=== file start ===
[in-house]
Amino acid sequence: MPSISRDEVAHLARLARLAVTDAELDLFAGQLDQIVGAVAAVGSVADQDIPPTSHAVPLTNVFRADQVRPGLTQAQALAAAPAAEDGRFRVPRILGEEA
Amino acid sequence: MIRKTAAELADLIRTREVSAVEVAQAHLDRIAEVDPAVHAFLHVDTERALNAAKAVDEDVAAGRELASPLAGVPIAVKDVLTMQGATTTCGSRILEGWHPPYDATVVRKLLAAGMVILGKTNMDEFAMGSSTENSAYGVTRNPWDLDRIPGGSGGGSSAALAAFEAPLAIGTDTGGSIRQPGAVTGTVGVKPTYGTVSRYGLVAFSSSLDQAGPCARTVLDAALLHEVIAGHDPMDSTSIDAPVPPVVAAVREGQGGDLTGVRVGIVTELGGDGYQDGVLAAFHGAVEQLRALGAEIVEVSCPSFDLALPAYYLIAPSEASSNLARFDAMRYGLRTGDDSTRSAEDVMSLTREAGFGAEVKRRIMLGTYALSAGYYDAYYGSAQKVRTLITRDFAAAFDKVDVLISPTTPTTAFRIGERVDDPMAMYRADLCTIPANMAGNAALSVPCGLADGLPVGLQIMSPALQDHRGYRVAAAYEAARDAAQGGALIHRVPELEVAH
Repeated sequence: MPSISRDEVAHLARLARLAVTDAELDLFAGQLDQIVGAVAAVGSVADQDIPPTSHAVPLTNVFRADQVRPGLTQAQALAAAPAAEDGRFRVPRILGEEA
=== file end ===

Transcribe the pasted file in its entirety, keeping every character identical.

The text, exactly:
[in-house]
Amino acid sequence: MPSISRDEVAHLARLARLAVTDAELDLFAGQLDQIVGAVAAVGSVADQDIPPTSHAVPLTNVFRADQVRPGLTQAQALAAAPAAEDGRFRVPRILGEEA
Amino acid sequence: MIRKTAAELADLIRTREVSAVEVAQAHLDRIAEVDPAVHAFLHVDTERALNAAKAVDEDVAAGRELASPLAGVPIAVKDVLTMQGATTTCGSRILEGWHPPYDATVVRKLLAAGMVILGKTNMDEFAMGSSTENSAYGVTRNPWDLDRIPGGSGGGSSAALAAFEAPLAIGTDTGGSIRQPGAVTGTVGVKPTYGTVSRYGLVAFSSSLDQAGPCARTVLDAALLHEVIAGHDPMDSTSIDAPVPPVVAAVREGQGGDLTGVRVGIVTELGGDGYQDGVLAAFHGAVEQLRALGAEIVEVSCPSFDLALPAYYLIAPSEASSNLARFDAMRYGLRTGDDSTRSAEDVMSLTREAGFGAEVKRRIMLGTYALSAGYYDAYYGSAQKVRTLITRDFAAAFDKVDVLISPTTPTTAFRIGERVDDPMAMYRADLCTIPANMAGNAALSVPCGLADGLPVGLQIMSPALQDHRGYRVAAAYEAARDAAQGGALIHRVPELEVAH
Repeated sequence: MPSISRDEVAHLARLARLAVTDAELDLFAGQLDQIVGAVAAVGSVADQDIPPTSHAVPLTNVFRADQVRPGLTQAQALAAAPAAEDGRFRVPRILGEEA